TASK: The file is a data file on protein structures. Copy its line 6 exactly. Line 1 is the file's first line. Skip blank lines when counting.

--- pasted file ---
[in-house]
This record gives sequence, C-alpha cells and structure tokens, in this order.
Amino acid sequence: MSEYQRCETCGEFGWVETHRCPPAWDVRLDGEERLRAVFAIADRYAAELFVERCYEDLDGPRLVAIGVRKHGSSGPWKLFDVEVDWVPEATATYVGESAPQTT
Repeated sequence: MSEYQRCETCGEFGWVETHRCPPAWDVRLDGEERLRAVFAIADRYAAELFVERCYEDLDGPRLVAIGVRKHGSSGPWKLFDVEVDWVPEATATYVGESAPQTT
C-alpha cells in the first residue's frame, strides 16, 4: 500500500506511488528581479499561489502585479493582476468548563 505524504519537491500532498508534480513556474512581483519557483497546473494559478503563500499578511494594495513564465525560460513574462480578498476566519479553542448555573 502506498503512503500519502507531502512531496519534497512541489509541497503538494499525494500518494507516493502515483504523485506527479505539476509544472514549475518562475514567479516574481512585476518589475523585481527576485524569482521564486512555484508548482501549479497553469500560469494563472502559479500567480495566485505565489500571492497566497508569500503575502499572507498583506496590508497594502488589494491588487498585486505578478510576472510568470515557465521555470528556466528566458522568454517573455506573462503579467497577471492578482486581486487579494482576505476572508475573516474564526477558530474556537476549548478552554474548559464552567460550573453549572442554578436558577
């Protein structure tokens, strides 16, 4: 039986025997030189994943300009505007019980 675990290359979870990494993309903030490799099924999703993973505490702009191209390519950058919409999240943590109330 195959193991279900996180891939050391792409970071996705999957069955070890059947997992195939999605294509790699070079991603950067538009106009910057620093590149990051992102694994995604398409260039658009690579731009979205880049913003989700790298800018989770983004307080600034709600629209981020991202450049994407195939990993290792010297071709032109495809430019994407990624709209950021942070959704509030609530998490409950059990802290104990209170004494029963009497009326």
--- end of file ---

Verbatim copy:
């Protein structure tokens, strides 16, 4: 039986025997030189994943300009505007019980 675990290359979870990494993309903030490799099924999703993973505490702009191209390519950058919409999240943590109330 195959193991279900996180891939050391792409970071996705999957069955070890059947997992195939999605294509790699070079991603950067538009106009910057620093590149990051992102694994995604398409260039658009690579731009979205880049913003989700790298800018989770983004307080600034709600629209981020991202450049994407195939990993290792010297071709032109495809430019994407990624709209950021942070959704509030609530998490409950059990802290104990209170004494029963009497009326």